Once a makeup-air system is designed and installed, it is time for start-up. Commissioning is a particularly important step with makeup-air units due to the potential problems with pressure imbalances within the building.
Commissioning indirect-fired makeup air units or those with hot water or electrical heating coils is a fairly straightforward procedure similar to that of a standard rooftop unit or air handler.
The first step is to assemble the proper instruments: a voltage meter, an amperage meter, a U-tube manometer, a tachometer, and a thermometer. These are the most commonly required instruments, but also check the start up instructions for the particular unit installed.
Most manufacturers include a start-up documentation sheet that should be filled out and submitted along with the commissioning report and included with the operations and maintenance manuals. Be certain to write down all of the nameplate information.
Make sure that the fan wheel rotates freely without rubbing on anything, and check the other elements of the drive train to be sure that everything is aligned and in good working order.
The voltage must be checked before starting the unit. Also, if the motor is three-phase, check to see if the phases are connected in the proper order.
Turn on the fan to see that it is rotating in the proper direction. Then, measure the fan speed, the actual voltage delivered, and the actual running load amperage. On a three-phase motor, record the amperage on each phase.
Measure the air delivery and compare it to the design. Typically, if it is not within ±5 percent of design, you will need to determine why that is and make the appropriate adjustments. This may require the assistance of a test and balance agency.
Before activating the burner, check the gas pressure at the manifold. If this is within specs, start the burner and check the gas pressure again under operating conditions. Measure the discharge temperature and check the operation of the controls.
These are the most important steps to take when commissioning an indirect-fired unit, though be certain to follow the manufacturer's start up instructions all the way through.
Direct-fired makeup air units require a little more attention to detail in some of the steps. One of the most important is making sure that the unit is producing the proper airflow. With direct-fired units, too much airflow can result in combustion problems and too little airflow can produce a longer than normal flame, which can overheat the fan bearings.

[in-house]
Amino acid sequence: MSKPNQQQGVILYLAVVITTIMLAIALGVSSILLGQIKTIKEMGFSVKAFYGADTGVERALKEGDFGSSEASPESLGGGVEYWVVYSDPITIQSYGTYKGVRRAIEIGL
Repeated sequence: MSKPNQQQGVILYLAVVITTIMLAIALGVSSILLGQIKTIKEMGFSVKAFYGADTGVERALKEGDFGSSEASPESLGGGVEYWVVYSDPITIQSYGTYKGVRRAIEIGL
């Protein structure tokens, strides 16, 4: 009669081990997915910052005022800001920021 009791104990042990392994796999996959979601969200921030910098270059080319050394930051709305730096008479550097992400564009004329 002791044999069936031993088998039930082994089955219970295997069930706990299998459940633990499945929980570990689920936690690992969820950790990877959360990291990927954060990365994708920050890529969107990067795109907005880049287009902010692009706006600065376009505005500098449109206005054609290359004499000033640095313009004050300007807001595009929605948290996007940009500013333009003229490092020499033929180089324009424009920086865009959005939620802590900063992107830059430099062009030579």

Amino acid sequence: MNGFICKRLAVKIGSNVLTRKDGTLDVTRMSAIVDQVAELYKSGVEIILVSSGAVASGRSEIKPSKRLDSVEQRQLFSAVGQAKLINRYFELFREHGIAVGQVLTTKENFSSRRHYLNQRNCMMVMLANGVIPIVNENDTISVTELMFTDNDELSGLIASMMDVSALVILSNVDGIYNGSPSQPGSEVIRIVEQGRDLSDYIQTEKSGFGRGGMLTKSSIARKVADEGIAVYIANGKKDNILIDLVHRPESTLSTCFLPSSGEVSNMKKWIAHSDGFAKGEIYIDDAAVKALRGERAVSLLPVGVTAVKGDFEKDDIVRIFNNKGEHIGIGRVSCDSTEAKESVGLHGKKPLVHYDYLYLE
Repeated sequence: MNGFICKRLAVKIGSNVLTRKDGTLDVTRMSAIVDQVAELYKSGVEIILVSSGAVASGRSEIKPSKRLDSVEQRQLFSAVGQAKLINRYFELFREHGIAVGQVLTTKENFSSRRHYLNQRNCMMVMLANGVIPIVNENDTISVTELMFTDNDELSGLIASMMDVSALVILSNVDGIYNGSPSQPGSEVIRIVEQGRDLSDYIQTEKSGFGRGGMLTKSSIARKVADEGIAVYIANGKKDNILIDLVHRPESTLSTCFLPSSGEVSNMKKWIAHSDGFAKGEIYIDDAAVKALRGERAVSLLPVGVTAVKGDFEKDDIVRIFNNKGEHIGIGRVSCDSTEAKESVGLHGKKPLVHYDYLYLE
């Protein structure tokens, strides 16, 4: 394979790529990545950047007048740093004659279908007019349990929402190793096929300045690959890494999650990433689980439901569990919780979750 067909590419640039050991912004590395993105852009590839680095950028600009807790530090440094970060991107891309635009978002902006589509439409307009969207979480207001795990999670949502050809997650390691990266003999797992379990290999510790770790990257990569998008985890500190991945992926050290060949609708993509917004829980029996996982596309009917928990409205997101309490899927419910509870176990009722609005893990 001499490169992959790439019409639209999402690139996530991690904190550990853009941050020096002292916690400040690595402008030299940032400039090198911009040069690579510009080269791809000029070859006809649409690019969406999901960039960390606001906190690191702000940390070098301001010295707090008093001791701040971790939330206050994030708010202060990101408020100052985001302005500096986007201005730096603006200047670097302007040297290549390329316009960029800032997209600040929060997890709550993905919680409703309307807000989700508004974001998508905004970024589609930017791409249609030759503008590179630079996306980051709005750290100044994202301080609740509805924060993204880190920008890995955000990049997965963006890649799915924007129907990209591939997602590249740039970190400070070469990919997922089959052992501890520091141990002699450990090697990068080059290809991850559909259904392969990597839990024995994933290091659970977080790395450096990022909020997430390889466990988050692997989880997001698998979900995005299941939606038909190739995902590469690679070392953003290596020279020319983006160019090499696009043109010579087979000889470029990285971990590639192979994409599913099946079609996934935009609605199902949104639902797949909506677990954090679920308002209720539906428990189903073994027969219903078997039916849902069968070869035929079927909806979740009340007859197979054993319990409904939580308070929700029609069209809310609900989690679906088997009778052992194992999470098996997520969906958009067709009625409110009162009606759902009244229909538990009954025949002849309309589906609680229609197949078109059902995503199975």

Direct-fired units have two basic designs. In one design, the entire airflow of the unit passes over the burner. The airflow in this type of unit is attuned by means of adjustable baffles above and below the mouth of the burner (Figure 1). The pressure drop across the burner must be within a narrow range to provide proper combustion. See the manufacturer's literature for the proper settings.
The other basic design is a face-and-bypass arrangement where only a portion of the total unit airflow passes over the burner. In this type of unit, the airflow over the burner is adjusted at the face-and-bypass damper.
Due to the large turndown ratio available in direct-fired units (see the first article in this series, “Choosing the right makeup-air unit,” Nov. 2004), proper gas pressure is very important. An undersized gas pipe connecting the unit to the gas main can result in starving the burner on high-fire.
If the makeup air unit is being tied into an energy management system that will control it, the controls contractor has to be made aware of the requirement for a fast-stroking gas valve. A direct-fired unit can go from low fire to high fire in a couple of seconds. Most controls contractors are more used to dealing with stroke times of 30 sec or more. Installing a slow-stroking valve operator will result in callbacks.
I'd like to thank Jim Dirkes and Ken Ignasiak with Rapid Engineering for their help in preparing this article.
A member of HPAC Engineering's Editorial Advisory Board, Robert W. Tinsley PE, CFPS, CIAQP, has authored numerous articles for HPAC Engineering on the topics of insulation, sound attenuation, and commissioning. He can be reached at email@example.com.